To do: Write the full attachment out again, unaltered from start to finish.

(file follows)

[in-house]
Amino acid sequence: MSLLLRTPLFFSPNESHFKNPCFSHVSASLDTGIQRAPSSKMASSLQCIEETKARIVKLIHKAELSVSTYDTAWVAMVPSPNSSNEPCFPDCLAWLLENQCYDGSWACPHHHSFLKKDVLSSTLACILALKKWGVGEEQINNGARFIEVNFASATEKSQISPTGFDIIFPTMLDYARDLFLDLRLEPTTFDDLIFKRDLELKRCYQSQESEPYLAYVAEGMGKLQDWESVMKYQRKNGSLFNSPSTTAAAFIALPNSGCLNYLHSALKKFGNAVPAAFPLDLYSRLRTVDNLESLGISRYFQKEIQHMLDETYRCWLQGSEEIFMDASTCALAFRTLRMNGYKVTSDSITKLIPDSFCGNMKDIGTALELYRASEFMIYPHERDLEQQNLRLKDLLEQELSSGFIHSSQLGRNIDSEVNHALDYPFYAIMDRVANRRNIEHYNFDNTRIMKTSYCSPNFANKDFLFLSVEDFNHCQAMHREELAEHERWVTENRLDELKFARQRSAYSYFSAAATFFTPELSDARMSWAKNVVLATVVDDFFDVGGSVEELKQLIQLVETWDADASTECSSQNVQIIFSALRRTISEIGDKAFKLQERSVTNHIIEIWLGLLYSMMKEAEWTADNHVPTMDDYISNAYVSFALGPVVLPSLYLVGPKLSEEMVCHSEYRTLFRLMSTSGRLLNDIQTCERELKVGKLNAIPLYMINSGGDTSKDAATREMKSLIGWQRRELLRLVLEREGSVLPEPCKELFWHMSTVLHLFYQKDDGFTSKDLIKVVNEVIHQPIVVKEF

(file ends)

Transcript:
[in-house]
Amino acid sequence: MSLLLRTPLFFSPNESHFKNPCFSHVSASLDTGIQRAPSSKMASSLQCIEETKARIVKLIHKAELSVSTYDTAWVAMVPSPNSSNEPCFPDCLAWLLENQCYDGSWACPHHHSFLKKDVLSSTLACILALKKWGVGEEQINNGARFIEVNFASATEKSQISPTGFDIIFPTMLDYARDLFLDLRLEPTTFDDLIFKRDLELKRCYQSQESEPYLAYVAEGMGKLQDWESVMKYQRKNGSLFNSPSTTAAAFIALPNSGCLNYLHSALKKFGNAVPAAFPLDLYSRLRTVDNLESLGISRYFQKEIQHMLDETYRCWLQGSEEIFMDASTCALAFRTLRMNGYKVTSDSITKLIPDSFCGNMKDIGTALELYRASEFMIYPHERDLEQQNLRLKDLLEQELSSGFIHSSQLGRNIDSEVNHALDYPFYAIMDRVANRRNIEHYNFDNTRIMKTSYCSPNFANKDFLFLSVEDFNHCQAMHREELAEHERWVTENRLDELKFARQRSAYSYFSAAATFFTPELSDARMSWAKNVVLATVVDDFFDVGGSVEELKQLIQLVETWDADASTECSSQNVQIIFSALRRTISEIGDKAFKLQERSVTNHIIEIWLGLLYSMMKEAEWTADNHVPTMDDYISNAYVSFALGPVVLPSLYLVGPKLSEEMVCHSEYRTLFRLMSTSGRLLNDIQTCERELKVGKLNAIPLYMINSGGDTSKDAATREMKSLIGWQRRELLRLVLEREGSVLPEPCKELFWHMSTVLHLFYQKDDGFTSKDLIKVVNEVIHQPIVVKEF